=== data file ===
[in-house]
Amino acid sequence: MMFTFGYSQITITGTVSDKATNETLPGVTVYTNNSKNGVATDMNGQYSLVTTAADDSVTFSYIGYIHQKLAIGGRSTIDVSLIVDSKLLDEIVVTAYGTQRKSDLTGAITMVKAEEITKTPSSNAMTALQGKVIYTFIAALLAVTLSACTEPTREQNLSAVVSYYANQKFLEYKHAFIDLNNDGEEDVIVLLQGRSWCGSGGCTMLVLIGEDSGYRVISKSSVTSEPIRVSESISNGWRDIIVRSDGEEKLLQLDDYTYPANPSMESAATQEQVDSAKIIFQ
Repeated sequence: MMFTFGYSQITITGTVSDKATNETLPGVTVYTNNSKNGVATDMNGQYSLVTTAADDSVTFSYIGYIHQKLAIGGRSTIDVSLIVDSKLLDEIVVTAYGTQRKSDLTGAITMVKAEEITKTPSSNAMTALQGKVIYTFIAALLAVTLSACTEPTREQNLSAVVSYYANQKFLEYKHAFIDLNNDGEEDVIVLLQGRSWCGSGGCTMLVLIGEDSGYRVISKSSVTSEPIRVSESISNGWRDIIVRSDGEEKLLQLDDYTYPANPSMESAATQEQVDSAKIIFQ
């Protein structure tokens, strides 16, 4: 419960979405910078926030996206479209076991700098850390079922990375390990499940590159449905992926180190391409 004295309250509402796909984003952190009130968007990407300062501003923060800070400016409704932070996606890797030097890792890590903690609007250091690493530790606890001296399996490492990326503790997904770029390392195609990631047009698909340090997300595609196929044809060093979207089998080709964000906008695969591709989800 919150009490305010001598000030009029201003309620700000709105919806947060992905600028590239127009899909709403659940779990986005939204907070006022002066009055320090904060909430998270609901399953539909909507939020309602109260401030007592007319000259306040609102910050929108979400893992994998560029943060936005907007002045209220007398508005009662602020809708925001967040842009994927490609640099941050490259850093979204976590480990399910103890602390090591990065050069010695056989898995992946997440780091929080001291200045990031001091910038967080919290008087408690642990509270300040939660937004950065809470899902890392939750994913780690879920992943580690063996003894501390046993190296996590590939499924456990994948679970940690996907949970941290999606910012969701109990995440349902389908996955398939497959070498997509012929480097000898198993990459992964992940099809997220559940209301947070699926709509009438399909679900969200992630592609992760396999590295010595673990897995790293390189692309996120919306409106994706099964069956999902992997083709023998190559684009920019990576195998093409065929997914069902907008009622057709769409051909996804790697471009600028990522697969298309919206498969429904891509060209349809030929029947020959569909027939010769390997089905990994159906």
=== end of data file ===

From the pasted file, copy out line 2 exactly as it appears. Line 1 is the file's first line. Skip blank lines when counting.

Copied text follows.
Amino acid sequence: MMFTFGYSQITITGTVSDKATNETLPGVTVYTNNSKNGVATDMNGQYSLVTTAADDSVTFSYIGYIHQKLAIGGRSTIDVSLIVDSKLLDEIVVTAYGTQRKSDLTGAITMVKAEEITKTPSSNAMTALQGKVIYTFIAALLAVTLSACTEPTREQNLSAVVSYYANQKFLEYKHAFIDLNNDGEEDVIVLLQGRSWCGSGGCTMLVLIGEDSGYRVISKSSVTSEPIRVSESISNGWRDIIVRSDGEEKLLQLDDYTYPANPSMESAATQEQVDSAKIIFQ